Classification of contract

A contract is a meeting of minds between two persons whereby one binds himself, with respect to the other, to give something or to render some service.[1]The following are the classifications of a contract:

As to subject matter. 
a. Things; or
b. Services.

As to formation.
a. Real - delivery, actual or constructive, is required in addition to consent;
b. Consensual - consent is sufficient to enter into a contract; or
c. Formal - there are special formalities required to enter into a contract, e.g. marriage.

As to relation to other contracts.
a. Principal - can exist alone;
b. Accessory - depends on other contract for existence; or
c. Preparatory - preliminary step towards the celebration of a subsequent contract.

As to form.
a. Formal - there are special formalities required to enter into a contract, e.g. marriage; or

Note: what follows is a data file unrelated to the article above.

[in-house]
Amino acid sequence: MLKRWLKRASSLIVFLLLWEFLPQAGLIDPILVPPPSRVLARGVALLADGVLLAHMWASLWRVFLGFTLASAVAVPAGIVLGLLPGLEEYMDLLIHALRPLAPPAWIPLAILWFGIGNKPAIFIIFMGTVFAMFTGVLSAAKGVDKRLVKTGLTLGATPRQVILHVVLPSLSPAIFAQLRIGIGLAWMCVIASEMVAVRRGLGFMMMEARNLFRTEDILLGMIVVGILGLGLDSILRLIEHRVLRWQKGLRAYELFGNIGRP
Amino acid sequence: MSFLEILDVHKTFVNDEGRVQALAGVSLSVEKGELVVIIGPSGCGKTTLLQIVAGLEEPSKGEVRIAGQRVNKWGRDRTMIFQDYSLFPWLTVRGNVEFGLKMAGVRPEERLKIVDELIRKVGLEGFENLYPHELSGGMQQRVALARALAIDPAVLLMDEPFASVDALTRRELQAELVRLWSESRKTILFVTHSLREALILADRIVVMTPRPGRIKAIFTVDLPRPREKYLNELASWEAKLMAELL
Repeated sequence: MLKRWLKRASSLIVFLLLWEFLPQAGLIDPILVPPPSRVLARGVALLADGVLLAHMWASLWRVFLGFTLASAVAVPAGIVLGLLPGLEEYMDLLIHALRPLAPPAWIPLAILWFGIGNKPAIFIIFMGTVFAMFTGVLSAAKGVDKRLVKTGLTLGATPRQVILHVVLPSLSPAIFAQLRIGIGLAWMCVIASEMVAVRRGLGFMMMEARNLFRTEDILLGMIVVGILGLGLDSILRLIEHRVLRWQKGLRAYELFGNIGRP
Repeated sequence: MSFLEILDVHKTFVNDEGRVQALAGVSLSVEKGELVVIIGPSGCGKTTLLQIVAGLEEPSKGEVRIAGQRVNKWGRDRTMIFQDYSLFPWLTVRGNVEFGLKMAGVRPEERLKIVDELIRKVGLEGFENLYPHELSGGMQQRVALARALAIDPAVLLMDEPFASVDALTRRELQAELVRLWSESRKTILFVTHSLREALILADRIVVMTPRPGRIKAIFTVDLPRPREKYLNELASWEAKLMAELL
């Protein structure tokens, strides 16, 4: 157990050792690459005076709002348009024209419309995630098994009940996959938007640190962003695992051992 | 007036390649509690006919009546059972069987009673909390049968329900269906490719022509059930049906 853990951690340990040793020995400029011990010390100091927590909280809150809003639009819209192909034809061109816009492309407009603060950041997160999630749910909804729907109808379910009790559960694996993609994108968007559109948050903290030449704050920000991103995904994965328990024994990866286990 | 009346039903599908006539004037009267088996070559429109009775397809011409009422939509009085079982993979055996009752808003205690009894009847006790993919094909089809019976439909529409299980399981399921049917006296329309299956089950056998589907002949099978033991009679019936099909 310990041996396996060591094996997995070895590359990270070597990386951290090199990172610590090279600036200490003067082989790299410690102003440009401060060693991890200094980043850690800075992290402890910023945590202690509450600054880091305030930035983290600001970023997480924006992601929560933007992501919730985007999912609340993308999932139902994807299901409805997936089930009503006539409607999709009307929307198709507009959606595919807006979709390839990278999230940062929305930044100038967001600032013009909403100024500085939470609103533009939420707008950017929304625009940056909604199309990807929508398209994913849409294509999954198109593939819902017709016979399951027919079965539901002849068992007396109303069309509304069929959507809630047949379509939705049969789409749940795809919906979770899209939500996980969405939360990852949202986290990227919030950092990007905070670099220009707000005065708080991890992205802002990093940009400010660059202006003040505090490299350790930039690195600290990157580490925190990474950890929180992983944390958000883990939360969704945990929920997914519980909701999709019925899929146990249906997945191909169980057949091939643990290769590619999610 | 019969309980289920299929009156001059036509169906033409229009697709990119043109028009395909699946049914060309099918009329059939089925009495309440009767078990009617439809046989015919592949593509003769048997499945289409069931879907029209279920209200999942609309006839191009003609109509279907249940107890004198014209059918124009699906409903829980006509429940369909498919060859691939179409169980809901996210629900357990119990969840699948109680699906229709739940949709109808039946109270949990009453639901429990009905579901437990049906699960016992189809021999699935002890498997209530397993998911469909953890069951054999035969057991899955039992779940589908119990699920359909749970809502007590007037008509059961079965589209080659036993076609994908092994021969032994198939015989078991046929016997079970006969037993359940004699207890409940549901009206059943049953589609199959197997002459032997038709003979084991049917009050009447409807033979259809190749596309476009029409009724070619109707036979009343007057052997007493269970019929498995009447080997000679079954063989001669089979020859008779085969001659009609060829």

b. Informal - may be entered into in whatever form as long as there is consent, object and cause.

As to cause.
a. Onerous - there is an exchange of correlative values;
b. Remuneratory - the outstanding prestation is premised upon services or benefits already received; or
c. Gratuitous - no correlative prestation is received by one party, e.g. donation, commodatum.

As to time of fulfillment.
a. Executed - where the obligations are fulfilled at the time the contract is entered into; or
b. Executory - where fulfillment of obligations does not take place at the time the contract is made.

As to purpose.
a. Rendition of service; 
b. Transfer of ownership; or
c. Conveyance of use.

As to name.
a. Nominate - where the law gives the contract a special designation or particular name; e.g. deposit; or
b. Innominate - where the contract has no special name. It can be: Do ut des (I give so that you may give); Do ut facias (I give so that you may do); Facio ut facias (I do so that you may do); or Facio ut des (I do so that you may give).


[1] Article 1305, Civil Code.

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